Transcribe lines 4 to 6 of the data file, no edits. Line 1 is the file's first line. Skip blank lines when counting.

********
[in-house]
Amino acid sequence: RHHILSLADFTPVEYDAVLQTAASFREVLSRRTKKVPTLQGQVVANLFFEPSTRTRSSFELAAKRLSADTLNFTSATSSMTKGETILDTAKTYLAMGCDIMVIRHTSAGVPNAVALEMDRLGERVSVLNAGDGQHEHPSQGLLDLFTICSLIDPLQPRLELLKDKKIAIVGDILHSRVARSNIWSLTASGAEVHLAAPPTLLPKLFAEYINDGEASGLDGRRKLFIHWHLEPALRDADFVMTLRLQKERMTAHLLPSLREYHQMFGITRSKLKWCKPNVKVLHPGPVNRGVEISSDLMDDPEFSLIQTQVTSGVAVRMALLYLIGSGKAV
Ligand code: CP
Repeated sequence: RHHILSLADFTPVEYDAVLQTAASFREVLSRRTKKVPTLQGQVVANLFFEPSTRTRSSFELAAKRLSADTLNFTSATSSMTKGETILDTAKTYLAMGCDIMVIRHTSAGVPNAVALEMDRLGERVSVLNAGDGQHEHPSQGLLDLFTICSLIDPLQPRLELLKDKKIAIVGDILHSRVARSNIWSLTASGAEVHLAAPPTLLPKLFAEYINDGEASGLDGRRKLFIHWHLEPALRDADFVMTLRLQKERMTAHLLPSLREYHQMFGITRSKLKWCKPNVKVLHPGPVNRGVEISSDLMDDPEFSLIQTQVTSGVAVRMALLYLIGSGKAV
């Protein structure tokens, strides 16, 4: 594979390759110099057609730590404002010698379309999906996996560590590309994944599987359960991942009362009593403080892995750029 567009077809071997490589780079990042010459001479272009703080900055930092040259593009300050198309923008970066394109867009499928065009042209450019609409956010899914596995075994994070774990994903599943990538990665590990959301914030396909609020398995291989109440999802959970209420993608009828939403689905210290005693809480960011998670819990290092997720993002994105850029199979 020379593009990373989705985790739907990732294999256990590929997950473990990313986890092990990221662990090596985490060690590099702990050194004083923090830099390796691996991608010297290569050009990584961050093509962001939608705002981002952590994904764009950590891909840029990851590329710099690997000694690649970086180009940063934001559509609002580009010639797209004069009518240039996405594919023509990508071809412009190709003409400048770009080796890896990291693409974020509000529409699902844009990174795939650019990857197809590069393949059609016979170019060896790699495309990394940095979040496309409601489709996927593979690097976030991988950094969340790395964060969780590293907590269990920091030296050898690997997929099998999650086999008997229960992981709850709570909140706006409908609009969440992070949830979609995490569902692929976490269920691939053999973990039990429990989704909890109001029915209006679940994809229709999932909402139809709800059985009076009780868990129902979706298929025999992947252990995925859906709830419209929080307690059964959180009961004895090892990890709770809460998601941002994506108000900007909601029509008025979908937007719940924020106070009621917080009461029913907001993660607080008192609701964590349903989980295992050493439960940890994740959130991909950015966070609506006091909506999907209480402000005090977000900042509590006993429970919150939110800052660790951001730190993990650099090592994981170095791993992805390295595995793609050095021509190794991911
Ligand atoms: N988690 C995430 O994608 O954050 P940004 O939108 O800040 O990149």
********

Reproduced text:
Repeated sequence: RHHILSLADFTPVEYDAVLQTAASFREVLSRRTKKVPTLQGQVVANLFFEPSTRTRSSFELAAKRLSADTLNFTSATSSMTKGETILDTAKTYLAMGCDIMVIRHTSAGVPNAVALEMDRLGERVSVLNAGDGQHEHPSQGLLDLFTICSLIDPLQPRLELLKDKKIAIVGDILHSRVARSNIWSLTASGAEVHLAAPPTLLPKLFAEYINDGEASGLDGRRKLFIHWHLEPALRDADFVMTLRLQKERMTAHLLPSLREYHQMFGITRSKLKWCKPNVKVLHPGPVNRGVEISSDLMDDPEFSLIQTQVTSGVAVRMALLYLIGSGKAV
């Protein structure tokens, strides 16, 4: 594979390759110099057609730590404002010698379309999906996996560590590309994944599987359960991942009362009593403080892995750029 567009077809071997490589780079990042010459001479272009703080900055930092040259593009300050198309923008970066394109867009499928065009042209450019609409956010899914596995075994994070774990994903599943990538990665590990959301914030396909609020398995291989109440999802959970209420993608009828939403689905210290005693809480960011998670819990290092997720993002994105850029199979 020379593009990373989705985790739907990732294999256990590929997950473990990313986890092990990221662990090596985490060690590099702990050194004083923090830099390796691996991608010297290569050009990584961050093509962001939608705002981002952590994904764009950590891909840029990851590329710099690997000694690649970086180009940063934001559509609002580009010639797209004069009518240039996405594919023509990508071809412009190709003409400048770009080796890896990291693409974020509000529409699902844009990174795939650019990857197809590069393949059609016979170019060896790699495309990394940095979040496309409601489709996927593979690097976030991988950094969340790395964060969780590293907590269990920091030296050898690997997929099998999650086999008997229960992981709850709570909140706006409908609009969440992070949830979609995490569902692929976490269920691939053999973990039990429990989704909890109001029915209006679940994809229709999932909402139809709800059985009076009780868990129902979706298929025999992947252990995925859906709830419209929080307690059964959180009961004895090892990890709770809460998601941002994506108000900007909601029509008025979908937007719940924020106070009621917080009461029913907001993660607080008192609701964590349903989980295992050493439960940890994740959130991909950015966070609506006091909506999907209480402000005090977000900042509590006993429970919150939110800052660790951001730190993990650099090592994981170095791993992805390295595995793609050095021509190794991911
Ligand atoms: N988690 C995430 O994608 O954050 P940004 O939108 O800040 O990149």